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7 Ways to Secretly Look for a Job While You Still Have One

It's tricky enough to craft the perfect resume and cover letters, scroll through job listings, and go on interviews—but it's exponentially trickier if you're already employed. These golden rules can help you land your dream job without sabotaging the one you have.

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Do your research

Now that you’re already in the workforce, you know what works for you—and perhaps what doesn’t. This knowledge can not only help you find a job that’s a good fit, but it can also help streamline your job search, saving precious time. Pick a day—over the weekend or take a day off from work—to get yourself organized. Rework your resume to reflect the accomplishments you’d like to highlight and update your LinkedIn profile. Select a few target places where you think you’d like to work, and search the job listings on their website. Reach out to any colleagues or friends who may work there to get the scoop, and use sites like Glassdoor.com to check employee reviews and salaries. Plus, steer clear of these resume mistakes that could cost you the job.

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Keep things separate

The golden rule here is to keep your job hunt separate from your current work. Obviously you don’t want to let the search interfere with your responsibilities at work (that’s an easy way to burn bridges, even if you loathe your company), but don’t look for jobs while you’re working, and try to schedule interviews for before or after work. And never ever use a work computer to search job listings, because all that activity can be traced, according to US News. Your work computer is property of the company, so they have access to everything on it. Here’s how to know if you need a career change or just a job change.

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Have answers ready

When you go on job interviews, it’s almost guaranteed that your potential employer will ask why you’re looking to leave your current job. This is not the time to bad-mouth your boss or the company or complain about dynamics that could easily be a problem of your own creation. Always answer positively, even if the truth is negative. For example, if you’re lonely because you don’t like your boss and coworkers, you can say you’re a real people person and are looking for an opportunity to work in more of a team environment.

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Keep it off social media

As great a networking tool as social media is, NEVER post that you’re looking for a job on LinkedIn, Facebook, Twitter, Instagram or any other social media accounts you may use. Even if you’re not connected with anyone from work, if your profile is public (or even private), people can see that you’re actively looking for a job, and it could get back to people from your office. You don’t want to start any rumors that you’re searching for a job, and you definitely don’t want anyone, especially your boss, to find out from someone else, especially from your Twitter feed. Make sure to prepare the questions you should always ask in a job interview.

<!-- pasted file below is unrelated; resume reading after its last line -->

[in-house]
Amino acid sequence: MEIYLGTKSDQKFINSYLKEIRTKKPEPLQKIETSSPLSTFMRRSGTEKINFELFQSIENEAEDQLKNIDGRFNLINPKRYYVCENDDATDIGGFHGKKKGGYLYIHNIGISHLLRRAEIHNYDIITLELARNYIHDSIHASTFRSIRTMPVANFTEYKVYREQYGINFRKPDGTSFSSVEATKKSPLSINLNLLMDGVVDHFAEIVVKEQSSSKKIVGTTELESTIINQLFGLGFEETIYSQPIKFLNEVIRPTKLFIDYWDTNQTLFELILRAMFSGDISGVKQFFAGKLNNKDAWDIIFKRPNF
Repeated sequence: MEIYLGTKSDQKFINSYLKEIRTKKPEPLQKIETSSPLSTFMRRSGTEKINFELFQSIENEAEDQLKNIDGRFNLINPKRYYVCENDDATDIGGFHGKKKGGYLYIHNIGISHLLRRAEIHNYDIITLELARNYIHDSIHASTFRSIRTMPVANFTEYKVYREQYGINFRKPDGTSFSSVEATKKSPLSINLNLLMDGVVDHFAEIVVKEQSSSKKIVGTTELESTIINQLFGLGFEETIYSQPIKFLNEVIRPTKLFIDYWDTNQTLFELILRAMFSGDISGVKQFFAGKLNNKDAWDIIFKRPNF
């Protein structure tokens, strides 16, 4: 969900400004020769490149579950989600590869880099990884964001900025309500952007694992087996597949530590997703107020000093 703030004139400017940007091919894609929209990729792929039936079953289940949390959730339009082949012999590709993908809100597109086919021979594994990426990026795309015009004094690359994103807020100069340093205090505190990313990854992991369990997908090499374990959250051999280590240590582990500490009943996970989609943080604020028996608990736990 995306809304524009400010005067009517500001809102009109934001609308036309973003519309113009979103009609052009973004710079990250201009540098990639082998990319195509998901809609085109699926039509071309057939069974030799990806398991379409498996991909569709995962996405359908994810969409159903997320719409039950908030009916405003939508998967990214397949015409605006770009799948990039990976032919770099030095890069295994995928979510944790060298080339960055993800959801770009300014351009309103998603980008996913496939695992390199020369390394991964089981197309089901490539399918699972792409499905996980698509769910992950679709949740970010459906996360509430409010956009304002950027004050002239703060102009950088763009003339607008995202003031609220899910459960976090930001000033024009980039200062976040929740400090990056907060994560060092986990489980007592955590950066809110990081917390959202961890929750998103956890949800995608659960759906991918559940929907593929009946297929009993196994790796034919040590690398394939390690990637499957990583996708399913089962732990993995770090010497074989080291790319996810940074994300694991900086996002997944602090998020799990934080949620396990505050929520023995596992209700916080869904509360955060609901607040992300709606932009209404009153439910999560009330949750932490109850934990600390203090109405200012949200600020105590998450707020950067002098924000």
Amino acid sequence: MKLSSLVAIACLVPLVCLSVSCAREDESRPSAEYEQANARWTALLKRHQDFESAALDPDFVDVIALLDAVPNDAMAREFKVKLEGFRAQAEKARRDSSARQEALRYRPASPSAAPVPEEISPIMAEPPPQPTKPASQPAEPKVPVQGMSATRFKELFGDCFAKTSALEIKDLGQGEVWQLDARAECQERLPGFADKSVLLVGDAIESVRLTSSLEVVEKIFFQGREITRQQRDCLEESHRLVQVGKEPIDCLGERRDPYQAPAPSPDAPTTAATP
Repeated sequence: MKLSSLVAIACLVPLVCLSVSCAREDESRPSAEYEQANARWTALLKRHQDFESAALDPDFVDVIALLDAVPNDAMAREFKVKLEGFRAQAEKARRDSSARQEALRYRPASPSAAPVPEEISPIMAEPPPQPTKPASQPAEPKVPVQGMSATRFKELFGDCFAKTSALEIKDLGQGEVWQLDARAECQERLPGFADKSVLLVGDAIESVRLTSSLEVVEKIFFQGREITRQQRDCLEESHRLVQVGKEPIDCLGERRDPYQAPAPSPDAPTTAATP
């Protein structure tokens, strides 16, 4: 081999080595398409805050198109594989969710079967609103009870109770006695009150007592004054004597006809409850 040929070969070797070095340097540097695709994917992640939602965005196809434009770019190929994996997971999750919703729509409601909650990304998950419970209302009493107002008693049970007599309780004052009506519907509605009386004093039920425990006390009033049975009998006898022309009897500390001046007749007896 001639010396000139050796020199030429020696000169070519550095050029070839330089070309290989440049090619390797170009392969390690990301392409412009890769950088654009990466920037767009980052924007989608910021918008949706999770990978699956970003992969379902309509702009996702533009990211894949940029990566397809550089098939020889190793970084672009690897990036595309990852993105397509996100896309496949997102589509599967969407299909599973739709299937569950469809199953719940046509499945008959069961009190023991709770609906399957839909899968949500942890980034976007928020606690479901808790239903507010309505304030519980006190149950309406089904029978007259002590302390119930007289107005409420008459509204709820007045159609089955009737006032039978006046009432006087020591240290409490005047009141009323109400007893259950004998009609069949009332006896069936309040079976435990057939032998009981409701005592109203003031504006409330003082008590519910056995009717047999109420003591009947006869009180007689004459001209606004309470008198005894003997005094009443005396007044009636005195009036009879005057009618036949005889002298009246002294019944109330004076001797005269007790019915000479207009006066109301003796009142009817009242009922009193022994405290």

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Take precautions

If you don’t want your current company to find out that you’re looking, expressly request of any potential employers, whether in your cover letter or an interview, to not contact your current employer, according to advice in US News. They will likely respect this decision, but may not know to keep quiet unless you specifically ask. Be prepared to provide other references who can attest to your skills and strengths. Here are some more tips to help you quit your day job and pursue your dream.

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Leverage your power

When you’re applying for a job while you already have one, you’re in the driver’s seat. Your current job gives you leverage. After all, you have experience, you have connections and networks, you have an understanding of the industry, and you’re not desperate for a paycheck. This position of strength allows you to keep your standards high and hold out for the best possible position.

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Be honest if you get busted

Obviously you’re trying to keep this job search under wraps. But if your current employer confronts you about it, be honest. Worst case scenario, it jeopardizes your current position. But best case scenario, it presents an opportunity for you and your boss to have a frank discussion about what could make the job a better fit for you, and maybe you’ll end up getting the advancement or salary increase or other career perk that would make you want to stay. Next, check out these insider tips career coaches won’t tell you for free.